Jane Wells, a friend of mine from Minnesota, had come down to do some consulting with us. She was a little taken aback that I had an infant with me at work and that no one at the office thought too much about it. We all just took turns holding her, feeding her, changing her and oooing and aaahhhing over her. Jane said that never would have happened in Minnesota, but she saw how it made sense for this family.

I saw Brian last fall ... that little toddler has grown into a handsome young man about 6'5" tall. I wish we could go back and talk to the doctors who were so pessimistic about his future abilities because he represented the US in the Special Olympic International Games as a runner.

Molly validated for me things that my mom had taught me growing up – be kind; treat people the way you would want to be treated; listen; protect children's hearts and spirits and do the right thing.
Tanya was a teenage girl who had been struggling for several years. She had been suicidal and hadn't been out of a facility for more than 48 hours in two years when we were asked to develop a living arrangement for her. She also had intellectual disabilities. We set up a home for her and it required two on one staffing. She could be very aggressive and we had to make sure the environment was safe for everyone involved. That was the system approach.

We paid a lot of attention to details for Tanya. There were times when we needed to be able to give staff a break, so Tanya would come to my house for the weekend. It was those times when I would get a glimpse of what life could and should be for her.

Yes, I did put away all my knives in the kitchen so that she wouldn't be tempted to hurt herself. Yes, we would go by Michael's and she could pick out an art project that she wanted to work on. Yes, she had a room where she had privacy and she could make her choices about when she got up, whether she took a shower, what she wanted to wear and when she went to bed.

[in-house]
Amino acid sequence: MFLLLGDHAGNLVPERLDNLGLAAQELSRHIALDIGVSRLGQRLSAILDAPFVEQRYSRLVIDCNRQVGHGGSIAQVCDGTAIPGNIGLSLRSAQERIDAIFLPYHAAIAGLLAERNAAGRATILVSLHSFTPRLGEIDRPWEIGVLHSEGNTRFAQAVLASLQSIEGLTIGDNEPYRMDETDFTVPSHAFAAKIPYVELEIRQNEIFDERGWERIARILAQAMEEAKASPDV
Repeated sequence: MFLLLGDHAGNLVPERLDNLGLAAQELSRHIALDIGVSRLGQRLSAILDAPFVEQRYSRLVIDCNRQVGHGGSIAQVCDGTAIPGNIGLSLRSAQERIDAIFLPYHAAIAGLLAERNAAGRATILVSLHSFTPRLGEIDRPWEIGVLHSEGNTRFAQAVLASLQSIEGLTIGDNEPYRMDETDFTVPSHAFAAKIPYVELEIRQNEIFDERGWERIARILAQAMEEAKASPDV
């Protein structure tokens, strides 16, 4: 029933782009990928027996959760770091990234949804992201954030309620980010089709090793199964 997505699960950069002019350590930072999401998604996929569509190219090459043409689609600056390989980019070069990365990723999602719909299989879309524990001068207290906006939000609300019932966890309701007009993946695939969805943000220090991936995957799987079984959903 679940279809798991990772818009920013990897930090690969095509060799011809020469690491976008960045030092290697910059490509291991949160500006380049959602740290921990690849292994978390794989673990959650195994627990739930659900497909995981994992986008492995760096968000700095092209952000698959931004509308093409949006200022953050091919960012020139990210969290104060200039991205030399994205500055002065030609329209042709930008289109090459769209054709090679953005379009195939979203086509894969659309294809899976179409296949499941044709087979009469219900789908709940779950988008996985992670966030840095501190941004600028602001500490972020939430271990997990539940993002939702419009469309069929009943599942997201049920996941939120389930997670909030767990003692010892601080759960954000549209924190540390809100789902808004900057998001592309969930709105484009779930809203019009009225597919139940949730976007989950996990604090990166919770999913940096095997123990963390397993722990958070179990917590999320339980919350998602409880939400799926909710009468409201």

She loved my golden retriever and all the attention that the dog demanded of her. She also loved my mom who lived with me. Mom was in her 80s and often needed help. Tanya was the one who would volunteer her assistance. She loved to feel needed. Her weekend visits were fun. I saw glimpses of greatness in her as she shared who she wanted to be. That was the human approach.

Each of these stories is true. Each of these people meant so much to me. Being with people is different than "services." I would have flunked the social work class where they taught the principle of setting boundaries and not being too personal with people – I'm glad.

The thing that disturbs me most about our service system today is that it is too focused on keeping people OUT of services who might not be eligible. Our goal was to always make it as easy as possible for people to get services and supports they needed, whether they were formal paid services or informal community supports.

Life is hard enough for families without having the system that is set up to support you make your life even more difficult. I say if the State was trying to create the most complicated, disjointed, fragmented and un-navigate-able system, then they have succeeded. There are too many excuses made about what the system can and can't do. Challenge that! Remember to be like a child of the 60s. Don't ask for permission. Do the right thing and then ask for forgiveness if you have to.

We all need to recommit to doing what each of us can to make life easier and to share our gifts to help people get what they need. That is when we are about being of service and being our best. Thank you so very much for tonight.

- Dottie Adams